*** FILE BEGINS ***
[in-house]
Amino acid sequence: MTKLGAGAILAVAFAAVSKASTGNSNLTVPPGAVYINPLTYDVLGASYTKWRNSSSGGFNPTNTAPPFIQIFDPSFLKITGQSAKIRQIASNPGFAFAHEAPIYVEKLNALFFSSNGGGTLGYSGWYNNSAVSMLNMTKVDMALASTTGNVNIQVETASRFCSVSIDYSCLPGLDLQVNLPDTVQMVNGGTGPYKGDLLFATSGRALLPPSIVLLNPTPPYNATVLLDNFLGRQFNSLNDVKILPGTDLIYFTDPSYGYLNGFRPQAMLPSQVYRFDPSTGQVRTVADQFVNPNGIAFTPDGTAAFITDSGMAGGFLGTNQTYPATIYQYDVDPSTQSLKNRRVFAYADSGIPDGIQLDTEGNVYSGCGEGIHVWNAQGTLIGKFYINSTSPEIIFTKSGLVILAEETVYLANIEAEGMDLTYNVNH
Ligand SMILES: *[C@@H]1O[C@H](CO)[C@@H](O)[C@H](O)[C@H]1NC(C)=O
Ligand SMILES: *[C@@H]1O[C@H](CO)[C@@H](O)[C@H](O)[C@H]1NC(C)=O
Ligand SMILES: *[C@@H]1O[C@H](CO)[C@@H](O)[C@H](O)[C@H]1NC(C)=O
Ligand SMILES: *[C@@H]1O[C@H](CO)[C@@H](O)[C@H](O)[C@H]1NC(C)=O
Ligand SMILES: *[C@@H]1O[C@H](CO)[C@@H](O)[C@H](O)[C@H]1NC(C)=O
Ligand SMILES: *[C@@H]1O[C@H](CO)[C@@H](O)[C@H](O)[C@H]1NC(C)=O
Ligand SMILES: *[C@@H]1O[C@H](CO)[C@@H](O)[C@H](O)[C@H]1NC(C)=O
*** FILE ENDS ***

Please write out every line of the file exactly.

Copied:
[in-house]
Amino acid sequence: MTKLGAGAILAVAFAAVSKASTGNSNLTVPPGAVYINPLTYDVLGASYTKWRNSSSGGFNPTNTAPPFIQIFDPSFLKITGQSAKIRQIASNPGFAFAHEAPIYVEKLNALFFSSNGGGTLGYSGWYNNSAVSMLNMTKVDMALASTTGNVNIQVETASRFCSVSIDYSCLPGLDLQVNLPDTVQMVNGGTGPYKGDLLFATSGRALLPPSIVLLNPTPPYNATVLLDNFLGRQFNSLNDVKILPGTDLIYFTDPSYGYLNGFRPQAMLPSQVYRFDPSTGQVRTVADQFVNPNGIAFTPDGTAAFITDSGMAGGFLGTNQTYPATIYQYDVDPSTQSLKNRRVFAYADSGIPDGIQLDTEGNVYSGCGEGIHVWNAQGTLIGKFYINSTSPEIIFTKSGLVILAEETVYLANIEAEGMDLTYNVNH
Ligand SMILES: *[C@@H]1O[C@H](CO)[C@@H](O)[C@H](O)[C@H]1NC(C)=O
Ligand SMILES: *[C@@H]1O[C@H](CO)[C@@H](O)[C@H](O)[C@H]1NC(C)=O
Ligand SMILES: *[C@@H]1O[C@H](CO)[C@@H](O)[C@H](O)[C@H]1NC(C)=O
Ligand SMILES: *[C@@H]1O[C@H](CO)[C@@H](O)[C@H](O)[C@H]1NC(C)=O
Ligand SMILES: *[C@@H]1O[C@H](CO)[C@@H](O)[C@H](O)[C@H]1NC(C)=O
Ligand SMILES: *[C@@H]1O[C@H](CO)[C@@H](O)[C@H](O)[C@H]1NC(C)=O
Ligand SMILES: *[C@@H]1O[C@H](CO)[C@@H](O)[C@H](O)[C@H]1NC(C)=O